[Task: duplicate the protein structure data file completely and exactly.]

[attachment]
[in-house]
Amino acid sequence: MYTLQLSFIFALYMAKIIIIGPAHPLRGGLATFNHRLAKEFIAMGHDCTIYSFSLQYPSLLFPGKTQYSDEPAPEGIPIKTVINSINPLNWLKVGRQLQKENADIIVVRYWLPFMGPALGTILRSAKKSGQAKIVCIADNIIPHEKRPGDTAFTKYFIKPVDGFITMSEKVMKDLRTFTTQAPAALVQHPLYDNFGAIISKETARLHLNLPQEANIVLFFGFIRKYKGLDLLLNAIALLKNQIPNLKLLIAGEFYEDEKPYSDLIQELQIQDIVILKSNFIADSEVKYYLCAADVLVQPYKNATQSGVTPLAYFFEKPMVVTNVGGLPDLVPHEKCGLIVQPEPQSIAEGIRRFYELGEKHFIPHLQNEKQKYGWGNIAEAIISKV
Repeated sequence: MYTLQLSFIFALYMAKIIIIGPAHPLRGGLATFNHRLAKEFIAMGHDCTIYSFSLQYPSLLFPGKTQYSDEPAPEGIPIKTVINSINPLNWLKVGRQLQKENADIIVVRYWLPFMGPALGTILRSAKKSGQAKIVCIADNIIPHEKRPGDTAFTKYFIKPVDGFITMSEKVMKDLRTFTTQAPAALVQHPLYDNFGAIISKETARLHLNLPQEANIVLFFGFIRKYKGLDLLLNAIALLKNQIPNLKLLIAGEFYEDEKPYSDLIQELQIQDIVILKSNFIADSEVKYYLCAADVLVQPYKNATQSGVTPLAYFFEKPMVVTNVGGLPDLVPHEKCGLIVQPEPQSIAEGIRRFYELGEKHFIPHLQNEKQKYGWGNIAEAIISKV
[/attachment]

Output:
[in-house]
Amino acid sequence: MYTLQLSFIFALYMAKIIIIGPAHPLRGGLATFNHRLAKEFIAMGHDCTIYSFSLQYPSLLFPGKTQYSDEPAPEGIPIKTVINSINPLNWLKVGRQLQKENADIIVVRYWLPFMGPALGTILRSAKKSGQAKIVCIADNIIPHEKRPGDTAFTKYFIKPVDGFITMSEKVMKDLRTFTTQAPAALVQHPLYDNFGAIISKETARLHLNLPQEANIVLFFGFIRKYKGLDLLLNAIALLKNQIPNLKLLIAGEFYEDEKPYSDLIQELQIQDIVILKSNFIADSEVKYYLCAADVLVQPYKNATQSGVTPLAYFFEKPMVVTNVGGLPDLVPHEKCGLIVQPEPQSIAEGIRRFYELGEKHFIPHLQNEKQKYGWGNIAEAIISKV
Repeated sequence: MYTLQLSFIFALYMAKIIIIGPAHPLRGGLATFNHRLAKEFIAMGHDCTIYSFSLQYPSLLFPGKTQYSDEPAPEGIPIKTVINSINPLNWLKVGRQLQKENADIIVVRYWLPFMGPALGTILRSAKKSGQAKIVCIADNIIPHEKRPGDTAFTKYFIKPVDGFITMSEKVMKDLRTFTTQAPAALVQHPLYDNFGAIISKETARLHLNLPQEANIVLFFGFIRKYKGLDLLLNAIALLKNQIPNLKLLIAGEFYEDEKPYSDLIQELQIQDIVILKSNFIADSEVKYYLCAADVLVQPYKNATQSGVTPLAYFFEKPMVVTNVGGLPDLVPHEKCGLIVQPEPQSIAEGIRRFYELGEKHFIPHLQNEKQKYGWGNIAEAIISKV